THE life of M. Chevreul, the French chemist who died on 1 Tuesday in Paris at the age of 102, is one of interest to us, because it precisely illustrates our old proposition that extreme longevity is only a subject for congratulation under fixed conditions. So far as is known to outside observers, M. Chevreul was one of those men—of whom there must be many, though they are rarely noted—whose lives seem to be necessary to make up the averages of human happiness. He lived for more than a century, thirty years beyond the usual term, through the most interesting period of modern history, with a mind specially adapted to comprehend and to appreciate the peculiar character of the progress which, underneath all the external events of his time, often most deplorable events, went steadily on. Born in a scientific family, he became before he was thirty a successful scientific professor, and through life he retained in a singular degree all the requisites of happiness. He had nearly unbroken health, never suffering from any serious ailment, and never losing the sense of elastic vigour ; he was exempt from acci- dent ; and when at a hundred and two the lamp burned out, he was the victim neither of pain nor of mental decay ; but after a few hours of feebleness, made visible only by inability to walk up-stairs, he turned on his face, still a clear- thinking man, and so instantaneously died. Though he lost his wife at the usual age, he lived the rest of his life in the tenderest relations with his son and his daughter-in-law, and owing to the care of his friends, never knew that his son, a man of seventy, had preceded him to the grave by a few days. He had through life means sufficient for his wants, and though it was not given him to make any great discovery, he had done a fair share of successful work, having, among other things, invented the stearine candle, which first delivered middle-class Europe from the abomination of tallow ; and having enriched the dyers of Paris, and added to the beauty of civilisation, by his researches into the properties and uses of all dyeing materials. He enjoyed just that measure of public and professional honour which a savant loves, respect enough to secure him the attention of all who knew his abilities, yet not enough to force him from his habitual calm and seclusion. His temperament must have been one singularly free from anxiety ; he displayed once or twice, notably during the German siege of Paris, an unusual kind of fearlessness; and he was free, during a generation or two at all events, from the jealous acrimonies which poison the lives of so many Frenchmen of re- pute in science. Above all, he had an occupation the interest of which could never end, which always yielded fresh results, and which, as he pursued it, perpetually increased his own sense of possessing rare knowledge. No study, except perhaps that of astronomy, excites in the student such keen and such varied interest as that of chemistry; and perhaps no other is so independent of place, season, or assistance from minds other than your own. Possessed of all these advantages, M. Chevreul could bear the extreme protraction of his life, the long delay of the usual release, with fortitude, or even enjoyment; but his history is no proof, any more than that of Fontenelle or of Sir Moses Montefiore, that unusual longevity is of itself a blessing. Our forefathers thought it was, and inserted petitions for it in public prayers; but that was, we think, because they were never free from the expectation of violent or hideous deaths. To perish by the sword, or on the block, or in the hunting-field, or of diseases rendered shocking as diseases seldom are now by the absence of all medical, and the defect of all surgical skill—remember, the only styptic was the actual cautery—seemed to them the course of Nature, and they prayed for long life, meaning by their prayer that they might arrive, as Churchmen often did, at the serene old age which in that age of violence was so exceptional in men's careers. We doubt, however, whether, apart from their special terrors, they would have regarded extreme longevity as an unmixed blessing, or have welcomed a promise that they should usually exceed the hundred years as a grand relief from the unhappi- ness of living.
Should we? We are accustomed to say we should, and on conditions, doubtless we should grasp at the offer, life on earth being usually interesting, and, however long, deducting nothing perceptible from eternity; but we suspect the offer of uncon- ditioned life for a hundred years would make most of us quail. It would be no release, remember, from the fear of death, only a stay of execution, which to the minds that feel suspense is hardly a relief. To survive all one's contemporaries is not pleasant, for we only fully understand one generation, though we may love two or three ; and to survive all those we have loved is only a misery, not relieved in prospect, though it may be in reality, by that ossification of the feelings which in many,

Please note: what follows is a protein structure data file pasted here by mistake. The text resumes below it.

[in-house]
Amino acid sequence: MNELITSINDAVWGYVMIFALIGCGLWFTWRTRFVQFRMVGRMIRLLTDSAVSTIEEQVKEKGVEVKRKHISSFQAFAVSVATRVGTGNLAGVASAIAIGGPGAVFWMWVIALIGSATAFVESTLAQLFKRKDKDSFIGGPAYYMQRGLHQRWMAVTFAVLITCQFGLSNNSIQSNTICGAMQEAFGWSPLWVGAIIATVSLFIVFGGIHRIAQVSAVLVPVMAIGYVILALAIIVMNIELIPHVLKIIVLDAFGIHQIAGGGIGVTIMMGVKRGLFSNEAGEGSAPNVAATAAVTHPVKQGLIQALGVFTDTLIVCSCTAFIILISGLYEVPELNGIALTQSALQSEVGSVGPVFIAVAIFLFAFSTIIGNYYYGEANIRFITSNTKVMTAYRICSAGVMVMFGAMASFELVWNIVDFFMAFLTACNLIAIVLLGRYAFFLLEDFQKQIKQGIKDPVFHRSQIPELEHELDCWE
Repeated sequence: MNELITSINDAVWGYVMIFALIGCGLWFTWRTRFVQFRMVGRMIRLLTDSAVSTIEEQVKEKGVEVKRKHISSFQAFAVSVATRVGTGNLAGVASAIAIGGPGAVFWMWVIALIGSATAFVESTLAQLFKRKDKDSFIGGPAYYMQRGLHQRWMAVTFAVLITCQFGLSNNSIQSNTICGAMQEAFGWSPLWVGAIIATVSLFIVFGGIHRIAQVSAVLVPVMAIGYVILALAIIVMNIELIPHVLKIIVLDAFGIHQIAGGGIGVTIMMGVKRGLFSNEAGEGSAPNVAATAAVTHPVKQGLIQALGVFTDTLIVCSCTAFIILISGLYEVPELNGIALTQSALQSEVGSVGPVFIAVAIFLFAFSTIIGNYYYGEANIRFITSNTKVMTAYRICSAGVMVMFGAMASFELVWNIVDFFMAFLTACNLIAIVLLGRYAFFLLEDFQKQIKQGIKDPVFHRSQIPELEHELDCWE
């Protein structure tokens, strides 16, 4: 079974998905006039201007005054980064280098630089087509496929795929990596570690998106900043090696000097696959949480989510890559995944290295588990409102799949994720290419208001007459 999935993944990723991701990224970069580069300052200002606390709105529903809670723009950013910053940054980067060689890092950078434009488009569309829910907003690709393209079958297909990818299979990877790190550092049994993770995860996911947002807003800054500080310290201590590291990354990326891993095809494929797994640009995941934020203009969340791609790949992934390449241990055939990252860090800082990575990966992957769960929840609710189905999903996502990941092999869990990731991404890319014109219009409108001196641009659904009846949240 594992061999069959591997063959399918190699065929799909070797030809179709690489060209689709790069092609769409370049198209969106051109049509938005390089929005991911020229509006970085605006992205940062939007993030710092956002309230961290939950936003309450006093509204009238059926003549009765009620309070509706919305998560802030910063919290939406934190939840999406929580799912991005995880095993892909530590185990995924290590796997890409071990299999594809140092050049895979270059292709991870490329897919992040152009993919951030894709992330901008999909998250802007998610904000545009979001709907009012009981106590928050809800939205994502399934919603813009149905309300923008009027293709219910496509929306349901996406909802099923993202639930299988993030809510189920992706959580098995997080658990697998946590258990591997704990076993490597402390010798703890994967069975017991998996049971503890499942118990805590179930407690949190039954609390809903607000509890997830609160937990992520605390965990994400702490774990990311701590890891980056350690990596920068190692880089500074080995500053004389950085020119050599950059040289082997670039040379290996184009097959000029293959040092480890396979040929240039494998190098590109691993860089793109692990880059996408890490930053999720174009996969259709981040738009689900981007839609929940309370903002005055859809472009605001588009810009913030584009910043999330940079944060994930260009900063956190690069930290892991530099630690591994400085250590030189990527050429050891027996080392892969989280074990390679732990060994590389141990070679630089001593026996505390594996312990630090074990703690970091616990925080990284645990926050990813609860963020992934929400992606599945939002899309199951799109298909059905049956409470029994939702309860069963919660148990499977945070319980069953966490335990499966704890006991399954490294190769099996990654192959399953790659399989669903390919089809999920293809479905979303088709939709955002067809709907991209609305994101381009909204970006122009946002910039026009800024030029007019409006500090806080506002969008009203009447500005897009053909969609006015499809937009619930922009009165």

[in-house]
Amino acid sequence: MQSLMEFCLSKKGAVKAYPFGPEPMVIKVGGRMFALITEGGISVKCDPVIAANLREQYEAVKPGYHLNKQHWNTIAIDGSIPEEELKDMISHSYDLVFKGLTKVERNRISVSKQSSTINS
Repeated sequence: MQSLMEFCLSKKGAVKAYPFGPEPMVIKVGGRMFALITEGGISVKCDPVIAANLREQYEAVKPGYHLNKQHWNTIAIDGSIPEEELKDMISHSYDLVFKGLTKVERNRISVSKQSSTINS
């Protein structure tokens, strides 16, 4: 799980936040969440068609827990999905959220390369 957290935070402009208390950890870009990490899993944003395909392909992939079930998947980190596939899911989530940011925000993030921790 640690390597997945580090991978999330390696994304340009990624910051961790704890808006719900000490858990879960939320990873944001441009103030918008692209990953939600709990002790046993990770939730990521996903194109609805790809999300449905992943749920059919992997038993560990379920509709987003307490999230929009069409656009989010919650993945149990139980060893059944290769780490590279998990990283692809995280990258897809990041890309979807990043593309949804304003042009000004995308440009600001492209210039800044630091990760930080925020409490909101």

though not all cases, accompanies old age. With health, life must generally be tolerable ; but imagine an extra thirty years of sickness, or of any of those defaults in well-being, like severe deafness or impaired sight—we do not say blindness, for that, in the mercy of God, is often tempered by a special kind of resignation—which make of life only a straggle for the patience which to some of us, do what we may, comes only intermittently. Painful disease would be rare, for we are not imagining a radical change of structure, and under the present conditions of the body, painful disease and centenarianism can hardly coexist; but there are physical defects which press as heavily on our happiness as disease, yet never press on the true springs of vitality. Painful poverty, especially the poverty one resents—and there is such a thing, unreasonable as it may appear, as all know who have sat on charity committees—very soon eats out the wish for longevity, and so does irksome, because uninteresting or unfitting, toil. Leisure is life to the old, though it seems to the young, when they are prosperous, so difficult to kill time. An extra thirty years of scorn, or even of the absence of respect, is not a burden any one would willingly bear—the writer saw an officer of seventy once, a man of the proudest blood in Europe, who at forty had been broke for cowardice, and though it is thirty years since, has not forgotten his face yet —and the burden would hardly be easier, though it would be widely different, if the sufferer knew the disrespect unjust. There are mental pains, too, sharper than the physical, which last, and suspensions of mental clearness which come even on the clear-minded, and produce a suffering wholly disproportioned, at least in the cases we have observed, to their importance, a suffering which is, in reality, an acute variety of fear. Yet who, unguaranteed by superior power, could hope to escape all these forms of evil when the risk was multiplied by the doubled length of the last flat tract of life, the time between maturity and weak old age, for it is that tract, as we showed five years ago, which abnormal vitality expands P If, indeed, it were true, as most of the ancients seem to have thought, and most Asiatics think still, that there is always a gathering of wisdom with the years, that the judgment ripens continuously till Nestor is always the fittest counsellor of the host, abnormal length of days would have what to some minds would be even an adequate compensation ; but then, how often does this happen, or does it ever occur P The very old often think so, but do the middle-aged ever agree with them P Was M. Chevreul, with his wonderful health, his serene tempera- ment, his long-continued possession of all his faculties, a greater chemist at a hundred than at sixty, or even a wiser man ? We doubt it greatly ; and most certainly average human beings would be unwise to accept abnormal longevity upon that chance, and if they looked carefully around them, taking stock of all the old, they would never do it. The majority would hardly gain much even in knowledge, and would find that the gratification of a curiosity we all feel, the wish to know how great political problems will resolve them- selves, had, when the time arrived, little of the interest they expected. Few solutions are dramatic, though no doubt the victim of December 2nd, 1852—her husband had been shot—who prayed every night that she might survive the Second Empire, may have found in the news of Sedan some compensation for living on. Our children will see how thin Irish snarl is unravelled, and will probably be as wearied by the unravelling as those are who watch the winding of a great hank of silk. No ! there is no gain in abnormal longevity, save under rigid conditions ; and even when they are granted, the gain is rather apparent than real. What were those last thirty-three years to M. Chevreul, except a repetition, a re-reading, with unconsciously dulled attention, of the old novel ; and who knows what he lost in being so late on the other side ? There may have been something of inspiration in the old cynic's remark, when complimented on his years, " Hush ! They have forgotten me ;" and it may not be good for the man, fortunate though journalists deem him, whom " They " forget.